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Foraging for Mushrooms – an Introduction

Foraging For Mushrooms

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Mushrooms are delicious when added to a meal; they take the dish to the next level. But have you thought about how fun it is to find mushrooms in the wild? Foraging for your own mushrooms comes with difficulties but also a delicious reward at the end. Patience and persistence are key virtues to possess when looking for your own mushrooms out in the wild.

Characteristics Of A Mushroom Hunter

Before you set out to hunt for mushrooms, it is important you have a knowledge of the mushrooms you want, what they look like, and the environment they grow in. Mushrooms of different species grow in different habitats. For example, morels grow on or around dead trees and are typically found in colder regions. When you know you’re at the right place at the right time it makes it easier to exercise patience and be persistent, knowing that your expertise will lead to a find.

Another vital reason to be sure of what you’re looking for in your mushroom hunting journey is that there are lots of poisonous species of mushroom in the wild. You have to be able to tell the difference between an edible mushroom and a poisonous mushroom. So before foraging for mushrooms make sure you have an adequate knowledge of the mushrooms you want. It’s helpful to have a good guide to aid you.


It isn’t necessary to have specialist items to aid you in collecting mushrooms (although try to avoid using plastic bags to store them in – they need to keep dry). However, a knife and a bag can be handy.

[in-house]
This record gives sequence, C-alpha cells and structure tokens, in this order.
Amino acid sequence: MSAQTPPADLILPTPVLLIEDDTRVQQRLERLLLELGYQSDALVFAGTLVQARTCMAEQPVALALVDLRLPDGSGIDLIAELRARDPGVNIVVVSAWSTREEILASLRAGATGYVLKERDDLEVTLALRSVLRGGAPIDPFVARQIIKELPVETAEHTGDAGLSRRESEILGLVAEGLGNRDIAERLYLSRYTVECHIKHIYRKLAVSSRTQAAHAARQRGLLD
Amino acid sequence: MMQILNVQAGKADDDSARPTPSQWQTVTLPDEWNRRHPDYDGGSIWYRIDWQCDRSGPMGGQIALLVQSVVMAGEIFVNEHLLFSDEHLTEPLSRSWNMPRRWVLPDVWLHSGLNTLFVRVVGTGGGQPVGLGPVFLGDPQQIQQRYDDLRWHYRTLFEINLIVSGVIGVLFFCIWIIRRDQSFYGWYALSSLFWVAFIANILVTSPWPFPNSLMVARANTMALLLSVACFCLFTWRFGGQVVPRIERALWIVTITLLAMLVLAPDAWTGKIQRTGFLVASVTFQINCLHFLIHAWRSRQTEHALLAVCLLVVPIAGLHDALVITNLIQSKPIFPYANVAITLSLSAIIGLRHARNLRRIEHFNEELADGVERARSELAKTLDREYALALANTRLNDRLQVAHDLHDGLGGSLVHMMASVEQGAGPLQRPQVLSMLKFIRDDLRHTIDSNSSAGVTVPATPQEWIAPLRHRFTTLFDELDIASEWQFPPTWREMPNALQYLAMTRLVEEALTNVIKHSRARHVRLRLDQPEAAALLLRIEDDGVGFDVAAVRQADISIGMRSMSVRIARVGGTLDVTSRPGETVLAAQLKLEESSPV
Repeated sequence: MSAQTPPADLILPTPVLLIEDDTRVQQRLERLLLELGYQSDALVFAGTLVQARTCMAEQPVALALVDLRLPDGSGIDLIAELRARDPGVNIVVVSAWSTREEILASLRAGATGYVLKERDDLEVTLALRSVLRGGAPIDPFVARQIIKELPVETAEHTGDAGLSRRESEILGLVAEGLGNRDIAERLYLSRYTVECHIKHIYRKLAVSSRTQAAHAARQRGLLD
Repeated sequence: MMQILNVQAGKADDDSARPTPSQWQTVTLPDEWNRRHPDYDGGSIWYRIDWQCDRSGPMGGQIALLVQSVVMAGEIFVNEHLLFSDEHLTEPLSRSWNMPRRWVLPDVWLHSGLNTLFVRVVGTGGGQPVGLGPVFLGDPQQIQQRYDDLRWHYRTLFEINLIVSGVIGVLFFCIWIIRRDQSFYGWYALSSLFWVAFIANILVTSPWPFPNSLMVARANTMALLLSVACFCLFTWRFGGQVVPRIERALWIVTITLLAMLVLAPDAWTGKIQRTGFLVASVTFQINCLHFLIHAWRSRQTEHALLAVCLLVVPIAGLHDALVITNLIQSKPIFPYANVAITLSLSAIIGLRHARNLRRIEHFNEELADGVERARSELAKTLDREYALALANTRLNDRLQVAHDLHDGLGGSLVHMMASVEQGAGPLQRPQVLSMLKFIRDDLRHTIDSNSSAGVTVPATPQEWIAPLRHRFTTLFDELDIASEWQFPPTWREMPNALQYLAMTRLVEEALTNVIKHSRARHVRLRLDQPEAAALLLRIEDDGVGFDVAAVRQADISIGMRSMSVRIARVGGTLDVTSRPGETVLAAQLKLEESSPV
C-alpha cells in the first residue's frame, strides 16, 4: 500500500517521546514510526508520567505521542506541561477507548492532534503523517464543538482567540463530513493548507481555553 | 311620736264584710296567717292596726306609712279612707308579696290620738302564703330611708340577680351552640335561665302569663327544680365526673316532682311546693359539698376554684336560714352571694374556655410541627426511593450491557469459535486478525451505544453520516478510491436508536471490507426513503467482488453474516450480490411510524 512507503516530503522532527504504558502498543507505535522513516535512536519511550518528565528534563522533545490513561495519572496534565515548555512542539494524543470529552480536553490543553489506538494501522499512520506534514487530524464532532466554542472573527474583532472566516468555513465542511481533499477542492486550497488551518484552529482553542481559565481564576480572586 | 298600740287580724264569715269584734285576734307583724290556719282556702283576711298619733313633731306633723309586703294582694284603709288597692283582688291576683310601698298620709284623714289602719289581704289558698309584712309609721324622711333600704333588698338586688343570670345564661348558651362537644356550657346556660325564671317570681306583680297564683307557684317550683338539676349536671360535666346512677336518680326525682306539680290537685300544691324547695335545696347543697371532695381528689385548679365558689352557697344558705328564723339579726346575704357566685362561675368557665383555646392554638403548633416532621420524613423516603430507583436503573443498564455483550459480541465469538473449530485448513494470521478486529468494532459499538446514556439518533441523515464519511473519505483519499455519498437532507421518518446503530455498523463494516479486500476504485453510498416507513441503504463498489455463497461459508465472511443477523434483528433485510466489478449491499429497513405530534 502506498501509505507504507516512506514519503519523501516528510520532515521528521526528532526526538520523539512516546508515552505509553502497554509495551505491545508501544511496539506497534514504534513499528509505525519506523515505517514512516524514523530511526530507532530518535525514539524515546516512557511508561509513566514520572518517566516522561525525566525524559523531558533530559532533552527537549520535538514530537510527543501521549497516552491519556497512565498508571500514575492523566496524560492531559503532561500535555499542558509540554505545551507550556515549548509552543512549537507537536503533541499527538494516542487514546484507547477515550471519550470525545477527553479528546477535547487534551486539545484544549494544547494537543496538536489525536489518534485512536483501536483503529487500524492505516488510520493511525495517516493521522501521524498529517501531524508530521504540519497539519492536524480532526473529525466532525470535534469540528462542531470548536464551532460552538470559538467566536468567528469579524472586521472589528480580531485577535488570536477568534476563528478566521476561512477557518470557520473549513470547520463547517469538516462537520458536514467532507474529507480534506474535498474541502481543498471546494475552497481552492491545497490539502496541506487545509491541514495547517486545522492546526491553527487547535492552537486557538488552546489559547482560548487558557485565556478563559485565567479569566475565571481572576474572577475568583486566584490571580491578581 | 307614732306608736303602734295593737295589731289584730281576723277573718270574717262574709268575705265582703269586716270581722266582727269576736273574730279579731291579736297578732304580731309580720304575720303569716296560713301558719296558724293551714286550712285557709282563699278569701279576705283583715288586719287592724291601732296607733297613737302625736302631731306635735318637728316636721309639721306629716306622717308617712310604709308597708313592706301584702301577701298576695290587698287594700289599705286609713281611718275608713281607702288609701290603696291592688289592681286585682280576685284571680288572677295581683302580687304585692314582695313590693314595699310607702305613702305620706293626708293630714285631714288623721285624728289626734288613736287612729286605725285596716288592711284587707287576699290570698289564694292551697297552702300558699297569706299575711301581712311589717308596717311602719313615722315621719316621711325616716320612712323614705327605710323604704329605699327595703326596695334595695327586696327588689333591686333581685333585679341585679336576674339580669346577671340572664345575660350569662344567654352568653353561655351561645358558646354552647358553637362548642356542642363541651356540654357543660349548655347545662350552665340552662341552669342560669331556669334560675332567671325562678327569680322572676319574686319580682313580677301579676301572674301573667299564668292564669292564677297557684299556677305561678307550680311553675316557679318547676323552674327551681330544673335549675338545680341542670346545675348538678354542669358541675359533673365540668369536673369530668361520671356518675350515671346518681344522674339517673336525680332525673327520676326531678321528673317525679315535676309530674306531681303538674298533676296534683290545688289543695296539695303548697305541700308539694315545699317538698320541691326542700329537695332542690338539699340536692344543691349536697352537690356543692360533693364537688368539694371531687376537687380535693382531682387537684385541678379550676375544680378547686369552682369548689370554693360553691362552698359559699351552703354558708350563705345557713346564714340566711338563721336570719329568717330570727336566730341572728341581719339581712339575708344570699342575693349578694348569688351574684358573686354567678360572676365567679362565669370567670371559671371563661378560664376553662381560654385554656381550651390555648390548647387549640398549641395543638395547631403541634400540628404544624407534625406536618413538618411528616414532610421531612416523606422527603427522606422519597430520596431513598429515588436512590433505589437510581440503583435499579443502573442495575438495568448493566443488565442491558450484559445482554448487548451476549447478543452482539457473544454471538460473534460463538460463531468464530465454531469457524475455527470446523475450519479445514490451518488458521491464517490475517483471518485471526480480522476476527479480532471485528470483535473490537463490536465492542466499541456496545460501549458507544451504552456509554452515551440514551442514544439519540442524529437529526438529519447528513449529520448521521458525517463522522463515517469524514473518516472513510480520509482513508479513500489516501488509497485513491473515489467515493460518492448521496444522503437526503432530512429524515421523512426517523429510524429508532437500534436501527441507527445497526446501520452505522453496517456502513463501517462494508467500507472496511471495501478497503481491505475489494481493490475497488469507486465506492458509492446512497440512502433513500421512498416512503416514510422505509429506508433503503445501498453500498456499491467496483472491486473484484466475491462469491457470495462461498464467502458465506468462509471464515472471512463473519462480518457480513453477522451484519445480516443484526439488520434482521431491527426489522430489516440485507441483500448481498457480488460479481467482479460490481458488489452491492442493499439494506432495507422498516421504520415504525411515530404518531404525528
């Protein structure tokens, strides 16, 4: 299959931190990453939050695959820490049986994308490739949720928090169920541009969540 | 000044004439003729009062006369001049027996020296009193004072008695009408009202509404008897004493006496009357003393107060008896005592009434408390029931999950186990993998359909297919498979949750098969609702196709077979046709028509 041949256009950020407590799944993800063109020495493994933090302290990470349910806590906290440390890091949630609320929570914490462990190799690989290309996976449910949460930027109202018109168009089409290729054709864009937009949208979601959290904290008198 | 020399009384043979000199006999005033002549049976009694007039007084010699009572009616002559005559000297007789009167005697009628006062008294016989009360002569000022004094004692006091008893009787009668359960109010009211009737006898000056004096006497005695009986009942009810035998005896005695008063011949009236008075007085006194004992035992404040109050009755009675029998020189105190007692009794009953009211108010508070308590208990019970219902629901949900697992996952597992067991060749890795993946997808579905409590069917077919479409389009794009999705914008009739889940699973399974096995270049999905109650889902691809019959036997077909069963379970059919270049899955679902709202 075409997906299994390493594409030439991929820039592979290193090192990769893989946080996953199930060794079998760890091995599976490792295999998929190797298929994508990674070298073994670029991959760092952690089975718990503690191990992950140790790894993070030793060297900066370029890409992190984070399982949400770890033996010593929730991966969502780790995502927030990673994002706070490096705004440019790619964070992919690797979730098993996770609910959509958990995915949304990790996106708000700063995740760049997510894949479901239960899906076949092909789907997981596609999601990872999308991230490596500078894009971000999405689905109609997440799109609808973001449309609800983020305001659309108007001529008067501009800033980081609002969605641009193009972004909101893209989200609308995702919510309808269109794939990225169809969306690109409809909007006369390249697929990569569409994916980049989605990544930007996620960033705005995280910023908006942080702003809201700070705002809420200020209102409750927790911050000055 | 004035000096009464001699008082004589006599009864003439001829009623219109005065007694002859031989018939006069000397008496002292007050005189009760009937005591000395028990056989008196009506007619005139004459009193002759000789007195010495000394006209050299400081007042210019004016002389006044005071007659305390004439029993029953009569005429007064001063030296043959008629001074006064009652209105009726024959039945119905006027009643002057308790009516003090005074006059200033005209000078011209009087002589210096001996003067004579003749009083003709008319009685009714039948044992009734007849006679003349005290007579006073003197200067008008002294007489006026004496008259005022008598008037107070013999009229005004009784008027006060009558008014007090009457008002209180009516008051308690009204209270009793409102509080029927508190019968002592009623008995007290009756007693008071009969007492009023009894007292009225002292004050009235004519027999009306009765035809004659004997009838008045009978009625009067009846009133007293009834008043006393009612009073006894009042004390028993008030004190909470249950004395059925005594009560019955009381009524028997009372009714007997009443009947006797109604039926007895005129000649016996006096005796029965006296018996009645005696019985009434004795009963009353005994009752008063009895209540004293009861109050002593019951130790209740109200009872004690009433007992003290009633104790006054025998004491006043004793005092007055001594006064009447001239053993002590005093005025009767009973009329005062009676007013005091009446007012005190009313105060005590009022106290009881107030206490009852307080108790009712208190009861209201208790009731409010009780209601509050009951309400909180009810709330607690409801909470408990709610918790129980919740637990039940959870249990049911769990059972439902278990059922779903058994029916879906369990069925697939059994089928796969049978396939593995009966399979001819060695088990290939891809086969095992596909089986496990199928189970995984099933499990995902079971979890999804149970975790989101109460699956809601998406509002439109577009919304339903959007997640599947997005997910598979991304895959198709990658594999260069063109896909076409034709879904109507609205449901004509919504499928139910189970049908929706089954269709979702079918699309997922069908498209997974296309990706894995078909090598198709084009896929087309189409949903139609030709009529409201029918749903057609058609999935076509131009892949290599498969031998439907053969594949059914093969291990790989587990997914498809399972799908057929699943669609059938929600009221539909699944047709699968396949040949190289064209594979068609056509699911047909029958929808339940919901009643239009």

Poisonous Mushrooms

There are thousands of species of mushrooms, and a good number of these species are poisonous. This might sound discouraging, but it shouldn’t stop you from finding the edible mushrooms you are interested in.

In general, poisonous mushrooms have an unpleasant and bitter taste. Unfortunately, not all poisonous mushrooms taste bad. That’s why it is very important to be sure about the mushroom before tasting or eating it. Should you eat a mushroom you think is poisonous, spit it out immediately, rinse your mouth with water and a mouth wash if available and then get medical assistance.

Some of the most common poisonous mushrooms found in the wild are:

Destroying Angels: These are the most poisonous species of mushroom. They cause lethal damage to the kidneys and liver within a few hours of digestion. Other symptoms include diarrhea and convulsions and death can sometimes result.

Destroying angel mushrooms
Destroying angel mushrooms


Death Caps: Death caps are the most common species of poisonous mushroom you can find. They grow just about anywhere. When eaten, they cause irreparable damage to the liver.

Death cap mushroom
Death cap mushroom, amanita phalloides

Edible Mushrooms

In spite of the many species of poisonous mushrooms, there are also many species of edible mushrooms we can find in the wild. The most sought-after species of edible mushrooms are White Buttons, Creminis, Morels, Truffles, and Portabellas. The White Buttons, Creminis, and Portabellas are the same species of mushroom, just at different stages in the maturation process. So, if you find White Buttons when you were looking for Portabellas, just let them age a bit. Both Morels and Truffles tend to be more difficult to find and are valuable.

White button mushrooms
White button mushrooms

Other mushrooms which are quite distinctive are Wood Ears, Stinkhorns, Shaggy Mane, Wood mushrooms, Turkey tail, Black Trumpet, CauliflowerPorcini, Tremella, Artist’s Conk, Chicken of the Woods, Giant Puffball, Mesima, Black staining polpore, Honey fungus, and Hedgehog mushrooms.


Foraging for mushrooms is a challenge full of rewards if you’re patient and persistent enough. Mushrooms are fun to track down and they’re good to eat. Before heading out for hunting for mushrooms, be sure to do thorough research beforehand or better still bring along with you a good field guide and you’re good to go. Have fun!

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